An annulment means that the court has decided the marriage was never valid.
To have your marriage annulled in Vermont, you need to show that you have a legal reason for the annulment. These are recognized grounds for annulment in Vermont:
- Underage: One spouse was under age 16 at the time of marriage.
- Unsound mind: One spouse was unable to consent because of insanity or other mental health disability.
- Physical incapacity: One spouse is physically incapable of consummating the marriage.
- Force: One spouse was coerced or threatened into getting married.
- Fraud: One spouse lied or hid information to convince the other spouse to marry.
- Incest: The spouses are related.
- Bigamy: One spouse has a living spouse from another marriage.
Some of these legal grounds have specific rules:
Underage: If a person married when under the age of 16, but freely continued to live with the other spouse after turning 18, the marriage won’t be annulled.
Unsound mind: If a spouse was insane at the time of the marriage, but has regained sanity and the spouses continued to live together thereafter, the marriage won’t be annulled.
Physical incapacity: For a marriage to be annulled because one spouse is physically incapable, the other spouse has to file for annulment within two years of the date they were married.
There are specific forms to file when seeking an annulment, and there are filing fees and service fees. If you feel you cannot afford the fees, you can ask the clerk for an Application to Waive Filing Fees and Service Costs.
Here are the forms you will need to file:
- Cover sheet
- Complaint for Annulment
- Department of Health Record of Divorce or Annulment form
- Notice of Appearance, Answer to the Complaint, and Counterclaim form
The judge will review your filing to determine whether you have met the standard for an annulment. If you meet the standard, the court staff will discuss with you the process of serving the other party. You can find information about serving papers here. If you do not meet the standard for an annulment, your case will be closed and you may choose to file for a divorce, separation, or civil union dissolution.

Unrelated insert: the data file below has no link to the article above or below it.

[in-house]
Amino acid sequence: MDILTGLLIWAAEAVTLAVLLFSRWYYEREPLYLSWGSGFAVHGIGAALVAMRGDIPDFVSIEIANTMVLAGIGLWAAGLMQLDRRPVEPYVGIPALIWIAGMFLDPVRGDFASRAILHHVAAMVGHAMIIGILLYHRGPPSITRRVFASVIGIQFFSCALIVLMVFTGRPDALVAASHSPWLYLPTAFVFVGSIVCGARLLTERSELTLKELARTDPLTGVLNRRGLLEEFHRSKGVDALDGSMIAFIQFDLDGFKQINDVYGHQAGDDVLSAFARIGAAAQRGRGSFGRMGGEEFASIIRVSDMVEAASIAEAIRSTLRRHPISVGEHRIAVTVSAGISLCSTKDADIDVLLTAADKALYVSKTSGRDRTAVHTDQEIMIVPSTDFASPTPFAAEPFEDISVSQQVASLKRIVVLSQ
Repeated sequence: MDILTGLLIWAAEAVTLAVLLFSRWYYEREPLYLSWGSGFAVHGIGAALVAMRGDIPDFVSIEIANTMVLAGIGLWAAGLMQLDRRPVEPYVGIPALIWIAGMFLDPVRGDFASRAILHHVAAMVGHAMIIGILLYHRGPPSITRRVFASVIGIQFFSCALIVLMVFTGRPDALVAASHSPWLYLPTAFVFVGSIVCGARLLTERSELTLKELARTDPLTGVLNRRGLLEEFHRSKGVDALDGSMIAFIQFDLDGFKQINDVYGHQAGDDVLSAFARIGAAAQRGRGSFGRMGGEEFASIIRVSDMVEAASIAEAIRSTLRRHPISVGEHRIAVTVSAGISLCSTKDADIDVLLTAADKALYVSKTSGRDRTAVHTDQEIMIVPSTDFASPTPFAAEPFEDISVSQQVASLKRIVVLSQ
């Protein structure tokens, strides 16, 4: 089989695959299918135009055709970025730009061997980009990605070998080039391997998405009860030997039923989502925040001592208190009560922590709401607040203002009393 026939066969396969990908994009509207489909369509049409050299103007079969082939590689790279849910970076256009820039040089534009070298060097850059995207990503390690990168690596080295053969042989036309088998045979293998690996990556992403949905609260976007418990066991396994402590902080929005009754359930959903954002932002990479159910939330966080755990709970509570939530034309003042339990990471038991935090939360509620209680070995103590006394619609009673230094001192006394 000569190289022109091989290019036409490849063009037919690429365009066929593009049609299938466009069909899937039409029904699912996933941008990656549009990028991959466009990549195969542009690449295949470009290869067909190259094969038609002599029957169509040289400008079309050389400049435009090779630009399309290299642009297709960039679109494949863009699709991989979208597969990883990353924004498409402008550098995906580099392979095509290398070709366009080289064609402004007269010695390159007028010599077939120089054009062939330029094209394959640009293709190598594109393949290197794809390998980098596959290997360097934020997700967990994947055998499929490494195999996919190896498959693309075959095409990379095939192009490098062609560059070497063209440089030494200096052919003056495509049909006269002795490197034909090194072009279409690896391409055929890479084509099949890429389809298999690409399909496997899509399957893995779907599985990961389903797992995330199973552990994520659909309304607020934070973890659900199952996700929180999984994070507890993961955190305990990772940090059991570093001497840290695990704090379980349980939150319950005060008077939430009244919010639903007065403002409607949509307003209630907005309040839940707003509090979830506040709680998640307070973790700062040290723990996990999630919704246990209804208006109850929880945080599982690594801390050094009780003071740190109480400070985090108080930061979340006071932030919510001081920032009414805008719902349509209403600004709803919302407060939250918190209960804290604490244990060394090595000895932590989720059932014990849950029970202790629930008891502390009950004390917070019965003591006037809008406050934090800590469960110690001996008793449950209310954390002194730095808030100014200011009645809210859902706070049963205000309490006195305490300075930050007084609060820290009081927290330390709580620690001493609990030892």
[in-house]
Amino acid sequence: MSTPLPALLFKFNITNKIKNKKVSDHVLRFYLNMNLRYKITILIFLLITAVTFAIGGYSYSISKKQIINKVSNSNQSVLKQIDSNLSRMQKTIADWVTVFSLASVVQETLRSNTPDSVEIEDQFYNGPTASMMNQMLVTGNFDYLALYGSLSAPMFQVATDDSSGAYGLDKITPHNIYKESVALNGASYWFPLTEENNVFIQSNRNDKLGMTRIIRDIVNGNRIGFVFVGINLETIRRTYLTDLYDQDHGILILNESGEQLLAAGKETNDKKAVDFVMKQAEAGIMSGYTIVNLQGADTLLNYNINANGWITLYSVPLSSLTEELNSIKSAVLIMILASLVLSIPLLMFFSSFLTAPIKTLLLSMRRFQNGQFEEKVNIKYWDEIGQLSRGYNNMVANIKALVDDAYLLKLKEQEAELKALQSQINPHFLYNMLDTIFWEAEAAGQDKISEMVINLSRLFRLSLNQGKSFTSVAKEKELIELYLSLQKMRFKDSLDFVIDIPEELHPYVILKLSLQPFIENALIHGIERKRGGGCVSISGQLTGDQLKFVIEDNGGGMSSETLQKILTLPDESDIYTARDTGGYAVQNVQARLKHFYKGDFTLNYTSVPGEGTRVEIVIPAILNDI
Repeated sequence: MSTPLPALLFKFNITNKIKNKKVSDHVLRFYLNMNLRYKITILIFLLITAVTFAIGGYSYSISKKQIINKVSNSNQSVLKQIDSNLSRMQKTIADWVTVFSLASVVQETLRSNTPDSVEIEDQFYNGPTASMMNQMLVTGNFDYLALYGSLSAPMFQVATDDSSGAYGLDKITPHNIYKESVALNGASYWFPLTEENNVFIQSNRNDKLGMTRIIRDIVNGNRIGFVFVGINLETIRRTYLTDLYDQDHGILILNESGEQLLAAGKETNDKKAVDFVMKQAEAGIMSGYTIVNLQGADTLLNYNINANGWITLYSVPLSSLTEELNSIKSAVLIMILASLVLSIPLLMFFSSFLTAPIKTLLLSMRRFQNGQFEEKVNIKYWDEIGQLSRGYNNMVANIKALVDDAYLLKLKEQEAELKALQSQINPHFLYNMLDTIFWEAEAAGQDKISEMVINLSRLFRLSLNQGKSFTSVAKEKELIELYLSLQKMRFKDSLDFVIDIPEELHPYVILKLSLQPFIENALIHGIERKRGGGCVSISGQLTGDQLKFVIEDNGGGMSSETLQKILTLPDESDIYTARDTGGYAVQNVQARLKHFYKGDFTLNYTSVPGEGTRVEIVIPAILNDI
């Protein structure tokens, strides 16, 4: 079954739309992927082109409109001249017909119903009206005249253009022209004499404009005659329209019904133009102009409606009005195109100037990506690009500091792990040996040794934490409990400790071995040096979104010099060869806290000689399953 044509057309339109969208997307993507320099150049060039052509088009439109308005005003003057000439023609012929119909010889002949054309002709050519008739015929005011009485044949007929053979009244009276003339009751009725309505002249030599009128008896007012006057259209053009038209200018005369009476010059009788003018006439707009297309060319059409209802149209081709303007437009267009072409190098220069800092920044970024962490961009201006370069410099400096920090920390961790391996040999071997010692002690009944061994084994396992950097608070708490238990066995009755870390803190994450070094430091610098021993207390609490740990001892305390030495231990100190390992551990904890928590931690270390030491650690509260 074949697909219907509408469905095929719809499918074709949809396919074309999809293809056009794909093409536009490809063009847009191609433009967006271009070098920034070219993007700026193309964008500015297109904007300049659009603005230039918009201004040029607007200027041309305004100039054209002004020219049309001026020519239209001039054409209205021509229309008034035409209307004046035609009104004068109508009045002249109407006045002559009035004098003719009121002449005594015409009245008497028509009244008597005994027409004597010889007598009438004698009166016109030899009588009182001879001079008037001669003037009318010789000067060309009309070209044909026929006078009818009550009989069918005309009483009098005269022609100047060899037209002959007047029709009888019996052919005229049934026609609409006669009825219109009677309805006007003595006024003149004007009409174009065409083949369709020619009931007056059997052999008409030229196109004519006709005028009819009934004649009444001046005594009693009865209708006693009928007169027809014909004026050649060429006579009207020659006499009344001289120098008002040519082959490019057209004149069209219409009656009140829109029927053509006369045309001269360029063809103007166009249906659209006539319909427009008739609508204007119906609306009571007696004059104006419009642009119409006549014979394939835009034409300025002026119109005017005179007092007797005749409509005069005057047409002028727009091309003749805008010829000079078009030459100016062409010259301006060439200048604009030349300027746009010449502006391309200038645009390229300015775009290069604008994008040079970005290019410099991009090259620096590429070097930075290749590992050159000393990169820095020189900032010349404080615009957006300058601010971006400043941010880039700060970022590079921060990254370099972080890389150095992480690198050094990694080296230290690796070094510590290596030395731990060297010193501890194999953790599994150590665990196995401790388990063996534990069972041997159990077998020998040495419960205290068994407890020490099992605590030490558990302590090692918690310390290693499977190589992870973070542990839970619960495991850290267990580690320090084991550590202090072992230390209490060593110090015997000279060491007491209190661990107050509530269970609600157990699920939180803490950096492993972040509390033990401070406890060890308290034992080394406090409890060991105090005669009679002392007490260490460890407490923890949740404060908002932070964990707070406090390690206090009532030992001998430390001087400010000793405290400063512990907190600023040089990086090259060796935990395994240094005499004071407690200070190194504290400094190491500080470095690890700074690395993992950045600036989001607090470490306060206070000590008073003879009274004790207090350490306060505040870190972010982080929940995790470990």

Issues of parental rights and responsibilities, child support, and property division can also be addressed by the court in an annulment case. You and your partner may be required to participate in a self-represented litigant education program, a parenting course, or both. A case manager conference may also be scheduled. The court may also require that you attend mediation to try to work through disagreements. Unlike with divorce, in an annulment case, the court will likely require a hearing with evidence given as to the grounds for annulment, even if you both agree on all of the issues. This is because the law requires that the judge make findings based on evidence for the grounds for an annulment, in addition to the parties’ “say so” [15 V.S.A. §518].
An order granting annulment of your marriage means that you were never legally married to your spouse. Even though you were never married, the judge can still decide on the same issues during an annulment as during a divorce. This includes parental rights and responsibilities (custody), parent–child contact (visitation), child support, spousal maintenance, and property division.
Children of annulled marriages have the same rights as children of valid marriages. They have the right to be supported by both parents and can inherit from both parents.